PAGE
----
Examples of idiom in a Sentence
- She is a populist in politics, as she repeatedly makes clear for no very clear reason. Yet the idiom of the populace is not popular with her. —P. J. O'Rourke, New York Times Book Review, 9 Oct. 2005
- And the prospect of recovering a nearly lost language, the idiom and scrappy slang of the postwar period … —Don DeLillo, New York Times Magazine, 7 Sept. 1997
- We need to explicate the ways in which specific themes, fears, forms of consciousness, and class relationships are embedded in the use of Africanist idiom … —Toni Morrison, Playing in the Dark, 1992
The expression “give way,” meaning “retreat,” is an idiom.
rock and roll and other musical idioms
a feature of modern jazz idiom
Recent Examples of idiom from the Web
For Pedrood the whole nuclear deal reminds him of an old Persian idiom.
These improvisatory additions never felt intrusive or showy, but were well within the Gershwin idiom.
The program is perhaps most notable for the rare performance of the music of Othmar Schoeck, a Swiss composer working in the latest of late Romantic idioms.
The vernacular idiom that Hurston valued Wright and others deprecated as backward; her literary concern with romantic love was considered frivolous and even vulgar.
Also, just to revisit the music montage and the American-Russian-ness of it all with McDonalds: While U2 is an Irish band, the music is rock and roll, an American idiom.
Those of us of a certain vintage can recall when an institution that was only slightly less white than the British monarchy — Broadway — was also a beneficiary of African-American idioms.
One of the incongruities in Colorado’s marijuana business is how professionals new to the trade adopt the Mendocino idiom without either irony or any particular reverence, the way their clothes absorb the plant’s scent after a few hours on site.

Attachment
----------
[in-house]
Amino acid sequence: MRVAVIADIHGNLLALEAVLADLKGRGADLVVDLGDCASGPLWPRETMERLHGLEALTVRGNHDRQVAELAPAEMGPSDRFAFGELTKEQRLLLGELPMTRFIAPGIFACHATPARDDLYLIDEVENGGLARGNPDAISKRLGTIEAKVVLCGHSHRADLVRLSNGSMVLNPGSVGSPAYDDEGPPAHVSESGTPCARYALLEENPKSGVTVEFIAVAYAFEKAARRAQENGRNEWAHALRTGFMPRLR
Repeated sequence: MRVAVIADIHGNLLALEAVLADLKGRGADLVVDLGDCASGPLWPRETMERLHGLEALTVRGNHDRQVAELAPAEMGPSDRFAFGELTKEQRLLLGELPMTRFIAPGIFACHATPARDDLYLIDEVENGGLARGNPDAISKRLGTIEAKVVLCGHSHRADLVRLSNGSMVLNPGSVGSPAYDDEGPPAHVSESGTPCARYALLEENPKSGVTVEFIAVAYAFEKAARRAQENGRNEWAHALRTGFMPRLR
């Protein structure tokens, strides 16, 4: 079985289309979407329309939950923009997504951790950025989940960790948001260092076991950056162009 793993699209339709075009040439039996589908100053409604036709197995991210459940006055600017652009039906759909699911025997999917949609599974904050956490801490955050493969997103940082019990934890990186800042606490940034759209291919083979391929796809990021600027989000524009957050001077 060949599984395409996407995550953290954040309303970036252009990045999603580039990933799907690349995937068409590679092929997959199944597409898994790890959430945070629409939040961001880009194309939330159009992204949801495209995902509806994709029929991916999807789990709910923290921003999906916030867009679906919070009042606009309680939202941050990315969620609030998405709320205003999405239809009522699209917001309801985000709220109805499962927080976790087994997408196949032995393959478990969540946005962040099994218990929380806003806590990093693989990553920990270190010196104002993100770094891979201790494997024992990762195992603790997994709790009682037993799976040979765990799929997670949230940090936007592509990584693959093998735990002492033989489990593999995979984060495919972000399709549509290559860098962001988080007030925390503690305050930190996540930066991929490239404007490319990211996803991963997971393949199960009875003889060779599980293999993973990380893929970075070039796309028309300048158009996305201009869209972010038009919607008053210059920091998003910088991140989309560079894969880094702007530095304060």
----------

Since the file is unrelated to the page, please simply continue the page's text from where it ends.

For Southern moms, those life lessons often come in the form of unique and sometimes confusing sayings and idioms.
These example sentences are selected automatically from various online news sources to reflect current usage of the word 'idiom.' Views expressed in the examples do not represent the opinion of Merriam-Webster or its editors. Send us feedback.
The Makeup of idioms
If you had never heard someone say "We're on the same page," would you have understood that they weren't talking about a book? And the first time someone said he'd "ride shotgun", did you wonder where the gun was? A modern English-speaker knows thousands of idioms, and uses many every day. Idioms can be completely ordinary ("first off", "the other day", "make a point of", "What's up?") or more colorful ("asleep at the wheel", "bite the bullet", "knuckle sandwich"). A particular type of idiom, called a phrasal verb, consists of a verb followed by an adverb or preposition (or sometimes both); in make over, make out, and make up, for instance, notice how the meanings have nothing to do with the usual meanings of over, out, and up.
Origin and Etymology of idiom
IDIOM Defined for English Language Learners
Definition of idiom for English Language Learners
: an expression that cannot be understood from the meanings of its separate words but that has a separate meaning of its own
: a form of a language that is spoken in a particular area and that uses some of its own words, grammar, and pronunciations
: a style or form of expression that is characteristic of a particular person, type of art, etc.
IDIOM Defined for Kids
Definition of idiom for Students
- The expression “give up,” meaning “surrender,” is an idiom.
Seen and Heard
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